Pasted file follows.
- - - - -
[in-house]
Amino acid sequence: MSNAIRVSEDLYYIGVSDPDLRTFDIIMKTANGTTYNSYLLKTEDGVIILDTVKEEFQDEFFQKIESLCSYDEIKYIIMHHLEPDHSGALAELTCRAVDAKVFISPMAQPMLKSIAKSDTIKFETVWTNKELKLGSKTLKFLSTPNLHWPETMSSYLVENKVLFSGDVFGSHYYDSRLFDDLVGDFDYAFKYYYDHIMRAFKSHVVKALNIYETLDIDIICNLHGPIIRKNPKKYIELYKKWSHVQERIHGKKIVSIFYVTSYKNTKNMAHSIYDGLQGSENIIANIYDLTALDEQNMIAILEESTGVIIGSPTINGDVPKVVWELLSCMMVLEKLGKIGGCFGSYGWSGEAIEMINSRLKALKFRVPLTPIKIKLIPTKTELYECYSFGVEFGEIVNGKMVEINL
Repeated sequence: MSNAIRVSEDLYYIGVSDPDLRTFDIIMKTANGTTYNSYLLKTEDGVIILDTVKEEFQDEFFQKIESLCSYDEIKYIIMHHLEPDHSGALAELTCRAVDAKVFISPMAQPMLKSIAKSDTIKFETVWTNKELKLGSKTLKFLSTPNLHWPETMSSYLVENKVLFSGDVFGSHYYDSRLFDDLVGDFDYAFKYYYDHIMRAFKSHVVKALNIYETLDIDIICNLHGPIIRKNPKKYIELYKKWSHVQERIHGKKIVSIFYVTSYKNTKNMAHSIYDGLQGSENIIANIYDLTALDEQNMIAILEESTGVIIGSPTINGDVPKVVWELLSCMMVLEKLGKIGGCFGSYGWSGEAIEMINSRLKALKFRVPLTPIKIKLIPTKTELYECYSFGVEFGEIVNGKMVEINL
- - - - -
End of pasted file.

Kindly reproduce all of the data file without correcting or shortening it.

[in-house]
Amino acid sequence: MSNAIRVSEDLYYIGVSDPDLRTFDIIMKTANGTTYNSYLLKTEDGVIILDTVKEEFQDEFFQKIESLCSYDEIKYIIMHHLEPDHSGALAELTCRAVDAKVFISPMAQPMLKSIAKSDTIKFETVWTNKELKLGSKTLKFLSTPNLHWPETMSSYLVENKVLFSGDVFGSHYYDSRLFDDLVGDFDYAFKYYYDHIMRAFKSHVVKALNIYETLDIDIICNLHGPIIRKNPKKYIELYKKWSHVQERIHGKKIVSIFYVTSYKNTKNMAHSIYDGLQGSENIIANIYDLTALDEQNMIAILEESTGVIIGSPTINGDVPKVVWELLSCMMVLEKLGKIGGCFGSYGWSGEAIEMINSRLKALKFRVPLTPIKIKLIPTKTELYECYSFGVEFGEIVNGKMVEINL
Repeated sequence: MSNAIRVSEDLYYIGVSDPDLRTFDIIMKTANGTTYNSYLLKTEDGVIILDTVKEEFQDEFFQKIESLCSYDEIKYIIMHHLEPDHSGALAELTCRAVDAKVFISPMAQPMLKSIAKSDTIKFETVWTNKELKLGSKTLKFLSTPNLHWPETMSSYLVENKVLFSGDVFGSHYYDSRLFDDLVGDFDYAFKYYYDHIMRAFKSHVVKALNIYETLDIDIICNLHGPIIRKNPKKYIELYKKWSHVQERIHGKKIVSIFYVTSYKNTKNMAHSIYDGLQGSENIIANIYDLTALDEQNMIAILEESTGVIIGSPTINGDVPKVVWELLSCMMVLEKLGKIGGCFGSYGWSGEAIEMINSRLKALKFRVPLTPIKIKLIPTKTELYECYSFGVEFGEIVNGKMVEINL